I think most of them are learning, but there are still those members who will watch you bounce back & forth between 2 pieces of equipment for a few minutes and STILL start stripping the weight off of the piece of equipment you just left…ARRRGGGHHHH

On another note – Rusty, do you know how that workout fit into the overall scheme of the program?

I found the bodypart selection a little odd, but considering we don’t know the overall context…

Josh June 29, 2009 at 5:24 pm

Rusty, I couldn’t agree with you more. Great post! I do don’t anything but circuit training… it keeps me lean year-round and it’s always loads of fun to do. I find that I have to keep the routines varied though, or else I suffer from stagnant workouts.

I actually own both Turbulence Training and Metabolic Surge and can personally vouch for their effectiveness. Very intense training though!

Barbara December 26, 2009 at 2:21 am

I think while the exercise type should certainly be stressed, there really needs to be an increased focus on the diet. Many people simply eat to much to lose weight and they don’t even realize it. They think they can just hop on a treadmill and just melt the pounds away when it isn’t quiet that simple.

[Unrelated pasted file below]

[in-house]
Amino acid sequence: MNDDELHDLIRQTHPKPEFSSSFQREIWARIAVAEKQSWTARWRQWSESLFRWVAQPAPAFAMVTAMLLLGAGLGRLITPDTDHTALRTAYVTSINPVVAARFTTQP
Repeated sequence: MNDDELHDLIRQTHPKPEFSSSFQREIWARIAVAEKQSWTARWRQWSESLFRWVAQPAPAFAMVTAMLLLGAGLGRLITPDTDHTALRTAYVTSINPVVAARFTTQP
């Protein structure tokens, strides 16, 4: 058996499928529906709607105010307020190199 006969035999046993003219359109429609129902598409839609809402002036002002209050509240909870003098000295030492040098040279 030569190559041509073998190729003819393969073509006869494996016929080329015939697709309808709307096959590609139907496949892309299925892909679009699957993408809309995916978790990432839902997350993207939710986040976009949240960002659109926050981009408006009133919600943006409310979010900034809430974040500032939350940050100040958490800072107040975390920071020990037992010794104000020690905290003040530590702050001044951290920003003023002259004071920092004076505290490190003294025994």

Phillip March 30, 2011 at 2:09 pm

Due to my hectic business travel schedule, I’m typically forced to circuit train in a hotel fitness area. I circuit train with free weights if they are available, but have no issue using machines if necessary. If I’m not feeling up for trudging down to the gym or am short on time, I will do body weight exercises in my room.

Finally I have a go-to item that always comes with me on business trips: my jump rope. I think it single-handedly has cut off more of my weight than any other exercise.